“The Secretary of State is at present Chairman of the National Intelligence Agency [sic] composed of four members. The new agency would be responsible to the National Security Council which itself is subject to the objections already set forth and on which the Secretary of State is numerically subordinated to the heads of the military establishments. The Foreign Service of the Department of State is the only collection agency of the government which covers the whole world, and we should be very slow to subject the collection and evaluation of this foreign intelligence to other establishments, especially during times of peace. The [Page 522] powers of the proposed agency seem almost unlimited and need clarification.” (The full text of the memorandum is printed in Foreign Relations, 1947, volume I, pages 712–715.)
Only one possibly related document has been found: a brief May 5, 1947, letter from Marshall to Senator Chan Gurney (Chairman of the Senate Armed Services Committee, which handled the National Security bill in the Senate) simply confirming that “The legislation regarding the CIG reflects the unchanged status of the agreement reached in February by the Secretaries of War and Navy and myself.” (Document 212) No other documents that shed light on the Department of State position and the apparent changes it underwent were found.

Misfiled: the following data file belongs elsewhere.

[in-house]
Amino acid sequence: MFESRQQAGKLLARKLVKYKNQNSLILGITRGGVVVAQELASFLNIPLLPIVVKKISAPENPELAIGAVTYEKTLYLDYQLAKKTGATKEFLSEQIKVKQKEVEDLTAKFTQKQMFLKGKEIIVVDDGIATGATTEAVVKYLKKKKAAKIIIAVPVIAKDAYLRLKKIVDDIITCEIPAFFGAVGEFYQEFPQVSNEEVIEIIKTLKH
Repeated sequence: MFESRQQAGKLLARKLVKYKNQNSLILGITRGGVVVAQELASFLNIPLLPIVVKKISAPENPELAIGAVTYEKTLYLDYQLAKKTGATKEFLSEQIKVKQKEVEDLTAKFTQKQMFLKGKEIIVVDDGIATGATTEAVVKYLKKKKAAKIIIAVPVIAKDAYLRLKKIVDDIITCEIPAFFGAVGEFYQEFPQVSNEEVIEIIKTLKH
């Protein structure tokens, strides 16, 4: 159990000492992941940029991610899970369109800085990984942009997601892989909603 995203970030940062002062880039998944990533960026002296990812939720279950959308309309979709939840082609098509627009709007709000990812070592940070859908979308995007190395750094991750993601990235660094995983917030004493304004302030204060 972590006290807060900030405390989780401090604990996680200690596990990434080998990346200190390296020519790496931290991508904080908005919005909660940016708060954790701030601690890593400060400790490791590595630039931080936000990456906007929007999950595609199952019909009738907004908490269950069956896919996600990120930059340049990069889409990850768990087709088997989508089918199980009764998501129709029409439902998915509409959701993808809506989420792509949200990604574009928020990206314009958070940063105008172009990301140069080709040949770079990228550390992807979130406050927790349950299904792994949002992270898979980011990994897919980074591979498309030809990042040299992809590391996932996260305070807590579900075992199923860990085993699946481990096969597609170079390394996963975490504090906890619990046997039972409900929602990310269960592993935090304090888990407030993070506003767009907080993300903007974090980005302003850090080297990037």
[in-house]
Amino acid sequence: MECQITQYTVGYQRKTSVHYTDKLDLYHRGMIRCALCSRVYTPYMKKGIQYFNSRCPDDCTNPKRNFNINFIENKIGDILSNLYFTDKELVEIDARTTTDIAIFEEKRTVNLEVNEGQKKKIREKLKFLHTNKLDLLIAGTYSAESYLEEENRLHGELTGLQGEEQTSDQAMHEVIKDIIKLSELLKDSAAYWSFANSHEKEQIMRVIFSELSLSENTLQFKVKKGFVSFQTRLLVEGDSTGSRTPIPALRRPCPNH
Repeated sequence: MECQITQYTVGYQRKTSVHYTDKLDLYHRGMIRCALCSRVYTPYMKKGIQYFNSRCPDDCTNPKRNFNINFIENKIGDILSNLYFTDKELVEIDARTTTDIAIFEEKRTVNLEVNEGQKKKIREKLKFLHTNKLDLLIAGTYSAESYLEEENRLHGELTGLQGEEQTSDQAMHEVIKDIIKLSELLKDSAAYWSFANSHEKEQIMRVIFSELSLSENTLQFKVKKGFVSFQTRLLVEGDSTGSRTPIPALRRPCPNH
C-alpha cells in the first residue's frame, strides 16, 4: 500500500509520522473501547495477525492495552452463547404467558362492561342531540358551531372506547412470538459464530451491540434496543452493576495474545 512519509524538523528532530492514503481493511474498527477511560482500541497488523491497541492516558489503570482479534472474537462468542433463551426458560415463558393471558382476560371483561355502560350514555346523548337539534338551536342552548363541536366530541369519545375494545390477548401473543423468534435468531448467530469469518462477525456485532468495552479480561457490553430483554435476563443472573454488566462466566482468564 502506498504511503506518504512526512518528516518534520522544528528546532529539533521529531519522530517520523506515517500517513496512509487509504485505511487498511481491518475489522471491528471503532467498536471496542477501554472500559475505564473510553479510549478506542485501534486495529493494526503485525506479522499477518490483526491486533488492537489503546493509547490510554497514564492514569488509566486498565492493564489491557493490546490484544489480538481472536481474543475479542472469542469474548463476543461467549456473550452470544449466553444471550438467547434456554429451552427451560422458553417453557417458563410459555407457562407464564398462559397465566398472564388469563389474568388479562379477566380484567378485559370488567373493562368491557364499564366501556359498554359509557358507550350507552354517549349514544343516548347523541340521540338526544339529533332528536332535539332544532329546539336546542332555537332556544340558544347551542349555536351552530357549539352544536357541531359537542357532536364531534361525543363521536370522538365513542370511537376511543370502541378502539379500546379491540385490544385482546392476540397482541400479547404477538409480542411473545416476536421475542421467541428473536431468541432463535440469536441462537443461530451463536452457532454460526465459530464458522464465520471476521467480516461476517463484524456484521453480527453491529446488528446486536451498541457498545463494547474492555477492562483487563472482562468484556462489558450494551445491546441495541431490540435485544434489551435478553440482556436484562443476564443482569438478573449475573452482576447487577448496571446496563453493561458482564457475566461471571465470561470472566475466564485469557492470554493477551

The House and Senate hearings and then the floor debate went on from February, when the White House submitted the bill, to late July, when both houses passed and the President signed the National Security Act of 1947. The provisions of the bill relating to intelligence attracted considerable attention, and issues such as whether the Director of Central Intelligence should be a military officer or a civilian were extensively debated. (For a detailed account of the Congressional consideration, see Troy, Donovan and the CIA, chapter XVI.) As finally enacted, Section 102 abolished the National Intelligence Authority, established the Central Intelligence Agency, and briefly spelled out the powers and responsibilities of the new organization and certain restrictions on it. The National Security Act of 1947 entered into force on September 19, 1947, and the Central Intelligence Agency came into being as a statutory body the next day.